By Neil Murthy
The World Health Organization will hold an emergency meeting Monday to consider whether Zika should be designated a global health crisis, in light of the spreading virus linked to birth defects.
“We need to take action now,” said Dr. Margaret Chan, WHO’s Director-General, speaking at an informational session at the organization’s headquarters in Geneva Thursday. She said she is assembling a team of health experts to discuss the organization’s response to controlling the burgeoning spread of Zika virus. Members of the team will be identified Monday.
Public health experts in the United States published a Viewpoints article in the Journal of the American Medical Association Wednesday, which called for the World Health Organization to ramp up its efforts against the mosquito-borne illness.
“The situation today is dramatically different,” Chan said. “Last year, Zika was detected in the Americas and it is now spreading explosively. The level of alarm is extremely high.”
“WHO is deeply concerned about this rapidly evolving situation,” said Chan.
According to the Centers for Disease Control and Prevention, 30 laboratory cases are confirmed in the United States with 20 laboratory confirmed cases in U.S. territories. All cases in the states have been imported, while the 19 cases in Puerto Rico and the single case in the U.S. Virgin Islands were acquired locally. The virus spreads when a mosquito bites an infected person and then carries the virus and bites a healthy person. CDC is advising pregnant women not to travel to areas with active transmission from mosquitoes.
Zika Affected Areas – Countries and Territories Reporting Active Transmission
The emergency meeting could lead to the WHO Director declaring Zika virus as a Public Health Emergency of International Concern, or “PHEIC.” If it were to occur, this would be the fourth time ever the organization has declared a PHEIC since the International Health Regulations were implemented in 2005. Previous PHEICs include swine flu in 2009 and Ebola and polio resurgence, both in 2014.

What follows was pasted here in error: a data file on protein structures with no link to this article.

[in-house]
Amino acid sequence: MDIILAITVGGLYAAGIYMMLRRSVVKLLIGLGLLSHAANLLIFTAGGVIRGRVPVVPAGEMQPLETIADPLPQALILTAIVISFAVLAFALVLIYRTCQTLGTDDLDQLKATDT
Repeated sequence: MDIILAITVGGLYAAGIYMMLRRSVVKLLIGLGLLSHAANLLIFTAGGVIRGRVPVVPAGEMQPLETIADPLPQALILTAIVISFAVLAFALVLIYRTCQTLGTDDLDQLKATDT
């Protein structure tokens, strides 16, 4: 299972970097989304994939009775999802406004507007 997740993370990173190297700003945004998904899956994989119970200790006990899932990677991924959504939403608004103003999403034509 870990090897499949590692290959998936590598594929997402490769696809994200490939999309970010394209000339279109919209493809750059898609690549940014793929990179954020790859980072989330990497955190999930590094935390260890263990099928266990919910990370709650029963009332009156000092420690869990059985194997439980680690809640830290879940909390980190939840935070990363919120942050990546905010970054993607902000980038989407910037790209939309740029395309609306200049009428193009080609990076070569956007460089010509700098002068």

Declaring a threat as a PHEIC rapidly mobilizes the WHO into “action mode,” which would strengthen communication channels between WHO headquarters and nation states, and mobilize needed resources to affected areas.
Attorney Lawrence Gostin, one of the co-authors of the JAMA piece, said in a statement after Chan’s speech that WHO has taken a “critical first step,” in its mission to fight the virus.
“It is far better to be over-prepared than to wait until a Zika epidemic spins out of control,” said Gostin, a public health lawyer with the O’Neill Institute for National and Global Health Law at Georgetown University.
Dr. Carissa Etienne, regional director for WHO’s Pan American Health Organization, “wholeheartedly welcomed” the announcement of the emergency meeting, calling the meeting a “vital step in [the] efforts” against Zika virus.
“Throughout the past eight months, we have worked as one WHO,” said Etienne. “We must all work together.”
Dr. Marcos Espinal, WHO Director of Communicable Diseases and Health Analysis, urged for calm in the face of the epidemic.
“We should not panic, we should not be afraid, but we should try to have aggressive vector control,” said Espinal.
Public health experts at WHO acknowledged that a great number of questions remain unanswered in the wake of this outbreak. Scientists have not yet determined a causal relationship between Zika virus and microcephaly (or “shrunken heads”) in babies, although the impact is strongly suspected. Likewise, scientists have not proven a causal link between the virus and Guillain-Barré Syndrome—a condition that paralyzes a patient’s arms and legs.
“Of course we can’t talk about causality,” said Espinal. “We need more evidence. But that doesn’t minimize the public health action we take now.”
But the repeated associations between Zika infections in pregnant mothers and microcephalic babies prompted public health authorities to become more concerned.
Dr. J. Barbosa da Silva Junior, Secretary of Health Surveillance from the Ministry of Health in Brazil, joined the informational session in Geneva by telephone and described how the outbreak began in his home country.
“We used to have 10 to 12 cases of microcephaly [in a state] per year,” said Barbosa da Silva Junior. “We then noticed that we had 28 cases in two months.”
Now, the secretary said, more than 4000 cases of microcephaly have been confirmed throughout Brazil since the start of the outbreak.
Dr. Lyle Peterson, Director of the Division of Vector-Borne Diseases from the Centers of Disease Control and Prevention, acknowledged that the current methods to control mosquito populations have “limited efficacy,” and that the CDC is not only trying to expand vector control options, but is also trying to develop and implement efficient diagnostic testing.
Despite these challenges, the WHO Director called for an urgent and immediate public health response.
“We are not going to wait for science, we need to take action now,” Chan said.
For more details, please see “Public health experts urge World Health Organization to ramp up zika response”